America should give the peace agreement with the Taliban a chance, Sen. Lindsey Graham, R-S.C., said Saturday.
In an interview on “Fox & Friends Weekend” with hosts Dean Cain, Pete Hegseth and Jedidiah Bila, Graham said he will believe there is peace when he sees it, but he wants to applaud President Trump for getting the Taliban to the table.
“Let’s give it a try,” he urged. “Eighteen years is a long time, but you’ve gotta remember why we still talk about Afghanistan… That’s the place where the Al Qaeda was invited in by the Taliban as their honored guests to attack us. Without a safe haven in Afghanistan, there would be no 9/11.”
JIM HANSON: TRUMP’S TALIBAN PEACE DEAL IS RIGHT MOVE — AFTER ALMOST 20 YEARS IT’S TIME TO EXIT AFGHANISTAN
After nearly two decades of conflict, the United States and the Taliban signed a peace agreement Saturday that is aimed at ending America’s longest war and will bring U.S. troops home more than 18 years after they invaded in the wake of the Sept. 11, 2001, terrorist attacks.
The deal, which was signed by chief negotiators and witnessed by Secretary of State Mike Pompeo in Doha, Qatar, could see the withdrawal of all American and allied forces in the next 14 months and allow the president to keep one of his key 2016 campaign pledges to extract the U.S. from an “endless war.”
From left, U.S. Secretary of State Mike Pompeo meets with Qatar’s Foreign Minister Sheikh Mohammed bin Abdulrahman Al Thani before a peace signing ceremony between the U.S. and the Taliban in Doha on Saturday, Feb. 29, 2020. The U.S. is poised to sign a peace agreement with Taliban militants on Saturday aimed at bringing an end to 18 years of bloodshed in Afghanistan and allowing U.S. troops to return home from America’s longest war. (Giuseppe Cacace/Pool photo via AP)
Under the deal, the U.S. would draw its forces down to 8,600 from 13,000 in the next three to four months — a number Graham told the “Friends Weekend” hosts was “enough.” A complete retraction would depend on the Taliban’s ability to meet its promises.
Another condition of the agreement calls for the release of 5,000 Taliban members from Afghan-run jails, although it was not clear if the Afghan government will comply with that.
Additionally, a senior administration official told reporters earlier this week that the deal “explicitly mentions al Qaeda” and calls for the Taliban to cut all ties.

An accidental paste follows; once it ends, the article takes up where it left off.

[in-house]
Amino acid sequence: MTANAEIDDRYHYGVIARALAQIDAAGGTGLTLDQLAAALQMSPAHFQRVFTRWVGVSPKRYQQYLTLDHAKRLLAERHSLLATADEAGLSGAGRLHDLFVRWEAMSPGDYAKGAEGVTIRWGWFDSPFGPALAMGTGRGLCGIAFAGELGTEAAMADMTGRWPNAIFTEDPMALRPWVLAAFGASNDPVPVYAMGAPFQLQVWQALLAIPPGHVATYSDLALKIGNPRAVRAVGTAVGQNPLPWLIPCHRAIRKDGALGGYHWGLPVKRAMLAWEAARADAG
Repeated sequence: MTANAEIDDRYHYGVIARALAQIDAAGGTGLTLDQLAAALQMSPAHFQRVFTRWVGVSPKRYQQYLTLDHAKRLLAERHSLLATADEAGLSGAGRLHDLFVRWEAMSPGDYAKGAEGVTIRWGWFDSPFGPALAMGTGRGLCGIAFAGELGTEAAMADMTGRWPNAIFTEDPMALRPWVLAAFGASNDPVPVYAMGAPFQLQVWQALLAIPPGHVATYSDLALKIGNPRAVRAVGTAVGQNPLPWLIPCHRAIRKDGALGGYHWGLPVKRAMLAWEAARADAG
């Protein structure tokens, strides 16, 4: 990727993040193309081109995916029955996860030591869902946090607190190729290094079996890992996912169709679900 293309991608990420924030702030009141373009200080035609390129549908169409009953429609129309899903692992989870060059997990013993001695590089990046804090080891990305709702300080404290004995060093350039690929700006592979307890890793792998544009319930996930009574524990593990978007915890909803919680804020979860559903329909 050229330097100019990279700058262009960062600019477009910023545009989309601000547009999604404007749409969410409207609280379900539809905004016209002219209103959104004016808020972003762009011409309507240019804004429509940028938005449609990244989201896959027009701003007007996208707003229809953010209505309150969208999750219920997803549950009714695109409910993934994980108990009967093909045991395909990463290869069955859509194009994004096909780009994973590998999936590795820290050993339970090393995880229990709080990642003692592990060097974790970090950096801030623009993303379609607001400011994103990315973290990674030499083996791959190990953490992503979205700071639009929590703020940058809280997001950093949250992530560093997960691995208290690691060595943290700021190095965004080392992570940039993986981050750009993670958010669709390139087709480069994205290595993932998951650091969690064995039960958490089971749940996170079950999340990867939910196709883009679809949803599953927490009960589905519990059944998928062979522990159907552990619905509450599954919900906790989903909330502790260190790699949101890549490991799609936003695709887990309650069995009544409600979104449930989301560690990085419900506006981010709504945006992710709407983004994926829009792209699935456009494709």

“Today, we are realistic,” Pompeo told reporters. “We are seizing the best opportunity for peace in a generation.”
To date, according to The Associated Press, the United States has spent nearly $1 trillion in Afghanistan and more than 3,500 U.S. and coalition soldiers have died there. More than 2,400 of them were Americans.
Saturday’s agreement sets the stage for March 10 intra-Afghan talks in Oslo, with the aim of forming a power-sharing agreement between rival Afghan groups.
Pompeo said that while “the chapter of American history on the Taliban is written in blood,” the pact represented “the best opportunity for peace in a generation.”
Simultaneously, U.S. Defense Secretary Mark Esper and Afghan President Ashraf Ghani signed a joint statement committing the Afghan government to support the U.S.-Taliban deal.
However, not everyone was on board with the move.
Former National Security Adviser John Bolton attacked his former boss’s historic treaty, arguing it posed an “unacceptable risk to American civilians.”
“Signing this agreement with Taliban is an unacceptable risk to America’s civilian population,” Bolton tweeted on Saturday.
“This is an Obama-style deal,” he wrote, referring to Trump’s predecessor. “Legitimizing Taliban sends the wrong signal to ISIS and al Qaeda terrorists, and to America’s enemies generally.”
President Donald Trump speaks about the coronavirus in the press briefing room at the White House, Saturday, Feb. 29, 2020, in Washington as Health and Human Services Secretary Alex Azar, National Institute for Allergy and Infectious Diseases Director Dr. Anthony Fauci, Vice President Mike Pence, Robert Redfield, director of the Centers for Disease Control and Prevention and U.S. Surgeon General Dr. Jerome Adams listen. (AP Photo/Carolyn Kaster)
In a news conference Saturday afternoon, the president hailed the deal and said he would be personally meeting leaders of the Taliban in the near future.
In addition, Trump said that Afghanistan’s neighbors should help maintain stability following the agreement.
Many expect the forthcoming intra-Afghan talks to be more complicated than the initial deal, but the president said he thought the negotiations would be a success because “everyone is tired of war.”
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“The Taliban are part of Afghanistan. The Taliban didn’t attack us on 9/11, but they set the conditions for us to be attacked. They are very radical in their philosophy, but they don’t want to govern the world — they just want to take over Afghanistan,” Graham remarked.
“So, here’s what’s going to happen,” he said, “We’re going to have a negotiation with the Taliban who is at 15 percent approval, with the rest of Afghanistan. I’m looking for reconciliation that protects the rights of women and I’m looking for residual American force to stay in Afghanistan for a long time to make sure that ISIS-K and Al Qaeda never come back.”
“So, it is in our interests to have a footprint,” he concluded.
Fox News’ Paulina Dedaj, Sam Dorman, and The Associated Press contributed to this report.